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Our Tests Show Not All Ryzen 3000 Cores Are Created Equal

Previous-Gen Ryzen, Testing 3000-Series Without the Ryzen-Aware Scheduler

How Do Zen and Zen+ Perform?

We've determined there are faster and slower cores on the Ryzen 3000-series processors, but why does that matter? It denotes a shift in AMD's chip binning practices and what the company deems as fit for shipping. That means we need to see how the company handled its binning with prior-gen chips.

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We tested the Ryzen 5 2600X, the 3600X's prior-gen counterpart, which all cores active, on the latest revision of Windows. As you can see, all cores, at one point or another, reach this chip's 4.2 GHz boost clock. In fact, they often exceed that rating due to the company's XFR2 (eXtended Frequency Range) feature, which allows the chip to boost even higher if it is equipped with beefy power delivery and cooling solutions.

AMD doesn't specify an XFR2 ceiling, but we can see that the chip reaches up to 4.25 GHz on any given core. 

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Here we plot the utilization of each core on the previous-gen Ryzen, and we can see that the workloads move around seemingly at random, just like we have been trained to expect given the past decade of multiple core processors: every CPU core should theoretically hit the turbo frequency.

This is most pronounced during the early stages of our benchmark, where the five ~35-second LAME benchmarks are assigned to different cores without any apparent targeting to maximize boost clock rates. Although the CPPC2 feature is included in our chipset drivers and the Ryzen-aware scheduler is also present, it doesn't appear to impact first-gen Ryzen chips in regards to thread targeting.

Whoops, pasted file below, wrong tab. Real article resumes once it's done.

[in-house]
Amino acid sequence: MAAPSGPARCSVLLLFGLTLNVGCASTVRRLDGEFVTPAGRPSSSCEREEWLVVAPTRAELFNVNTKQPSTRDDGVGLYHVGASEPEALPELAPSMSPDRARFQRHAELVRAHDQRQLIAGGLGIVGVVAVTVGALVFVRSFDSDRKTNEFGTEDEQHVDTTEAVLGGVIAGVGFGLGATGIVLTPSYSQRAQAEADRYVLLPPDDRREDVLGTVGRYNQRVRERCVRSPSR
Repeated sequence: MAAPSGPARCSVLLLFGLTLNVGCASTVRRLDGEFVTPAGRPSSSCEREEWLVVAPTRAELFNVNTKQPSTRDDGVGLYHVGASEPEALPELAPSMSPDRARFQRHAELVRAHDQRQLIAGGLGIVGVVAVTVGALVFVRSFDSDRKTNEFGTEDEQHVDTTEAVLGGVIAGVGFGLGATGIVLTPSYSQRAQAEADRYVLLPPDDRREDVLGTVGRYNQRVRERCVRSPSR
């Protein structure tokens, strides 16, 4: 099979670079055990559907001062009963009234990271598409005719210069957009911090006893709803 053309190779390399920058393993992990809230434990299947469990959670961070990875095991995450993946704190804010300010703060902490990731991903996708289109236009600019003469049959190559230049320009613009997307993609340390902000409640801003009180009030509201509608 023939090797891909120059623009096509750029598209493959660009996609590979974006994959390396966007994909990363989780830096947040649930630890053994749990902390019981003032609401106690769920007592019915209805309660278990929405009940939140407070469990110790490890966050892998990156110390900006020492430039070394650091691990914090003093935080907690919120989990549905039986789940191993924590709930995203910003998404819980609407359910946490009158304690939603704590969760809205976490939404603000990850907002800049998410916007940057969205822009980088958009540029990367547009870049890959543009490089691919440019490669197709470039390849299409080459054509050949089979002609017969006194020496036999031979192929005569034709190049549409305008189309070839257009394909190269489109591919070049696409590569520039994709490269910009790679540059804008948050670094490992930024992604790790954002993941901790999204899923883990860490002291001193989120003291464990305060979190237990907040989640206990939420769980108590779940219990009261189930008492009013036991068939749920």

Testing Ryzen 5 3600X Without the Ryzen-Aware Scheduler

Finally, to see how important the impact of the combination of the new Ryzen-aware scheduler and CPCC2 features are, we tested the current-gen Ryzen 5 3600X with Windows 10 1703. We do have the CPPC2 drivers installed via the chipset driver package, but it appears thread targeting doesn't function as efficiently without the new scheduler directing traffic.

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The workloads move among the cores, but in a limited fashion. Core 2, Core 4, and Core 6 yield measurements above 4.3 GHz.

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Surprisingly, Core 5 takes the brunt of the workload even though it doesn't have the highest boost capability. As we have seen in the prior album of charts, that core largely sticks at a 4.25 GHz clock rate but has peaks of 4.3 GHz. In either case, Core 4 has a boost of 4.35 GHz, indicating it is the faster core, but the workload isn't landing in that core.

That illustrates that the combination of the new scheduler and CPPC2 is a clever implementation to get the most out of the silicon, but it also means that enthusiasts measuring clock rates with older versions of Windows, or without the correct chipset drivers installed, will see reduced performance. It also explains why some are not seeing the peak clock speeds during some workloads.


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Paul Alcorn

Paul Alcorn is the Deputy Managing Editor for Tom's Hardware US. He writes news and reviews on CPUs, storage and enterprise hardware.